Folate, folic acid and 5-methyltetrahydrofolate are not the same thing.
Folate, an essential micronutrient, is a critical cofactor in one-carbon metabolism. Low folate status may be caused by low dietary intake, poor absorption of ingested folate and alteration of folate metabolism due to genetic defects or drug interactions. Folate deficiency has been linked with an increased risk of neural tube defects, cardiovascular disease, cancer and cognitive dysfunction. Naturally occurring 5-MTHF has important advantages over synthetic folic acid - it is well absorbed even when gastrointestinal pH is altered and its bioavailability is not affected by metabolic defects.
Neuroinflammation in fibromyalgia and CRPS is multifactorial
Littlejohn1 notes that chronic pain has been associated with lipopolysaccharide (LPS)–stimulated proinflammatory cytokines (particularly IFN-γ and TNF); however, he does not pursue this line of thought to connect it to relevant literature showing clear evidence of gastrointestinal dysbiosis and increased intestinal permeability in patients with fibromyalgia and complex regional pain syndrome (CRPS). The gastrointestinal tract is the most abundant source of LPS, systemic absorption of which is increased by SIBO and increased intestinal permeability. In 1999, Pimentel et al.2 showed that oral administration of antibiotics led to alleviation of pain and other clinical measures of fibromyalgia. In 2004, Pimentel et al.3 showed that among 42 fibromyalgia patients, all (100%) showed laboratory evidence of SIBO, severity of which correlated positively with severity of fibromyalgia. In that same year, Wallace and Hallegua4 showed that eradication of SIBO with antimicrobial therapy led to clinical improvements in fibromyalgia patients in direct proportion to antimicrobial efficacy. In 2008, Goebel et al.5 documented that patients with fibromyalgia and CRPS have intestinal hyperpermeability; mucosal “leakiness” was highest in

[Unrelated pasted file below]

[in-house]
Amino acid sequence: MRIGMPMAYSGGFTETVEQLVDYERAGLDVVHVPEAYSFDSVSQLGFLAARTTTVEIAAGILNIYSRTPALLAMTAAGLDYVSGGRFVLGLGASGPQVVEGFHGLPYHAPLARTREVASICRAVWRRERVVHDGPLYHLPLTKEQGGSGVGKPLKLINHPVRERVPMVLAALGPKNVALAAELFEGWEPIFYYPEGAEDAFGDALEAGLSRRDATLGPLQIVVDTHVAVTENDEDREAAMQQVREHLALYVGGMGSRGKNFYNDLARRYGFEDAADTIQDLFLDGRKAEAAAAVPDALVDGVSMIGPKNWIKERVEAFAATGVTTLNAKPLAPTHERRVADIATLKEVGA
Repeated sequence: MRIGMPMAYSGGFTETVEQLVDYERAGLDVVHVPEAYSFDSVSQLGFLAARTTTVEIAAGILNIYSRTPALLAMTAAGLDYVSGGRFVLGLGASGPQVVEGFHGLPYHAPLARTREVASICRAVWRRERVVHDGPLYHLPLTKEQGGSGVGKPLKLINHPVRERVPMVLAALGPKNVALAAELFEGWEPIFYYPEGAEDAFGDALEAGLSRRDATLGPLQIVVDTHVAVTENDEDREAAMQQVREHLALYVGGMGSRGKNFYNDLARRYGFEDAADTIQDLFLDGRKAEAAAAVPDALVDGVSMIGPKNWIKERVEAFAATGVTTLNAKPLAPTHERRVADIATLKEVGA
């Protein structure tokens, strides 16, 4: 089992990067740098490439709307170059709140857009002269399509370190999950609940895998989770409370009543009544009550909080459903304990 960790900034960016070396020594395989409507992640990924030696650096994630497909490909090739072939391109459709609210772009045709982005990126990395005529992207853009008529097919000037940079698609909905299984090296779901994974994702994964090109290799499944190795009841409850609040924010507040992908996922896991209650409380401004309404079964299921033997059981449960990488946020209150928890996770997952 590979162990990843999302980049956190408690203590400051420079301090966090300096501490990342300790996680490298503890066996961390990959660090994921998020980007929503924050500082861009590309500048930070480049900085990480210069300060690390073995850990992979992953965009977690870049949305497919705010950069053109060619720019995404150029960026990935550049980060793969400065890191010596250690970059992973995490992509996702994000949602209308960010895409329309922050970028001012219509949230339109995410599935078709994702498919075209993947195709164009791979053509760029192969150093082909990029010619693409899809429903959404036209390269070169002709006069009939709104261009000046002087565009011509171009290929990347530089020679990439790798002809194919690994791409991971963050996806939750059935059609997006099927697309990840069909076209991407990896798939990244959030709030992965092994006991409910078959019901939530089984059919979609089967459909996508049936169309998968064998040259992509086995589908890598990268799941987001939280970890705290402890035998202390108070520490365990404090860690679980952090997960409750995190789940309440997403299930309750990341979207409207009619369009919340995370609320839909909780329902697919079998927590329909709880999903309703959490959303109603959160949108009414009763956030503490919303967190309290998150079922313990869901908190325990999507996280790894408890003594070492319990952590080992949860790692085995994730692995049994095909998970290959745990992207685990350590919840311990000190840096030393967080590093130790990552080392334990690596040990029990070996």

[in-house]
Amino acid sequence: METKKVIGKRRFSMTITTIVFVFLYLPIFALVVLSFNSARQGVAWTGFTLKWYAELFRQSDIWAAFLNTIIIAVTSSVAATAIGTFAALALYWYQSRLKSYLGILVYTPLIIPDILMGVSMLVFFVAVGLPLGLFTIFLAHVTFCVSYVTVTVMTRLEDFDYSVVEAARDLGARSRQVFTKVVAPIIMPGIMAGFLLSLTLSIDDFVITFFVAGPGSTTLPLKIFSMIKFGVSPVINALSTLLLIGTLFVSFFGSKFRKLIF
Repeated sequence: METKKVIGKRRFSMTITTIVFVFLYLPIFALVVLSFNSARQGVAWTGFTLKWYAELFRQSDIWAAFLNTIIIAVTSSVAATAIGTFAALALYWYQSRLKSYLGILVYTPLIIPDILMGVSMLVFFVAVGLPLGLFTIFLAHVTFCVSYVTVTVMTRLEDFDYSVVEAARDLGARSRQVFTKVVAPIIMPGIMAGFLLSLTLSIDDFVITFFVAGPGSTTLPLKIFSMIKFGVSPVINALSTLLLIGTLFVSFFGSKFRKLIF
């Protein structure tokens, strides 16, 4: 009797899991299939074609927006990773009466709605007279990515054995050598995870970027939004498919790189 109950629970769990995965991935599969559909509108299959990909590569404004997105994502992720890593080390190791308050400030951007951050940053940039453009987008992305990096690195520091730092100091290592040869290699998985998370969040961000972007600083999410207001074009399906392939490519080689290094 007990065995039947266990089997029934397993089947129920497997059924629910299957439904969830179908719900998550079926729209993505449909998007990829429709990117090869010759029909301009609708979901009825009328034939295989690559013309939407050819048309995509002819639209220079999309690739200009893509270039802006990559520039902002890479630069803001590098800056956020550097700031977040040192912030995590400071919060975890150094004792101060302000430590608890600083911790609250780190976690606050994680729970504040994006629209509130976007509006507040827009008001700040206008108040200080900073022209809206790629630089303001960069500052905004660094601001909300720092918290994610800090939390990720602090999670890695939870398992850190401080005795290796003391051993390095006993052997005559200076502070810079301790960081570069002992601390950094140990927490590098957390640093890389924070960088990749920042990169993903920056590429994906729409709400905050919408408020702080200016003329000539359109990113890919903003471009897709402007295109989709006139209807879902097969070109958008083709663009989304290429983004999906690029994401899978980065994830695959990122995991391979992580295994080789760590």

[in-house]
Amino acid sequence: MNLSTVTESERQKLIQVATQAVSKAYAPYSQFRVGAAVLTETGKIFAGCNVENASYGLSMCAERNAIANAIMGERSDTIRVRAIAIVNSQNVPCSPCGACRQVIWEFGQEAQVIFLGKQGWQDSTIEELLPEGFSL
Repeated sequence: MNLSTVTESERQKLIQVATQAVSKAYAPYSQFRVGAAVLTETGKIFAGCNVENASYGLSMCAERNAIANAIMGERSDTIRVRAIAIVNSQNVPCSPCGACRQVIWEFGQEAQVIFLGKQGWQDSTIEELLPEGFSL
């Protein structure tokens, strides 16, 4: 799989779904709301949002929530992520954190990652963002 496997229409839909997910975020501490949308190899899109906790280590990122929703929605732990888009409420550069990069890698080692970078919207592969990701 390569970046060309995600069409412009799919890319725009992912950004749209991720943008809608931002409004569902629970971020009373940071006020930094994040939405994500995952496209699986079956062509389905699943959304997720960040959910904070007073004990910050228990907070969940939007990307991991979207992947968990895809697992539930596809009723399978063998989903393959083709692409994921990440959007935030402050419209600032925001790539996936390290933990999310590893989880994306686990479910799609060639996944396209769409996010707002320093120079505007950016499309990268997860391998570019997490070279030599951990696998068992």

High folic acid consumption leads to pseudo-MTHFR deficiency, altered lipid metabolism, and liver injury in mice.
Increased consumption of folic acid is prevalent, leading to concerns about negative consequences. The effects of folic acid on the liver, the primary organ for folate metabolism, are largely unknown. Methylenetetrahydrofolate reductase (MTHFR) provides methyl donors for S-adenosylmethionine (SAM) synthesis and methylation reactions. We suggest that high folic acid consumption reduces MTHFR protein and activity levels, creating a pseudo-MTHFR deficiency. This deficiency results in hepatocyte degeneration, suggesting a 2-hit mechanism whereby mutant hepatocytes cannot accommodate the lipid disturbances and altered membrane integrity arising from changes in phospholipid/lipid metabolism. These preliminary findings may have clinical implications for individuals consuming high-dose folic acid supplements, particularly those who are MTHFR deficient.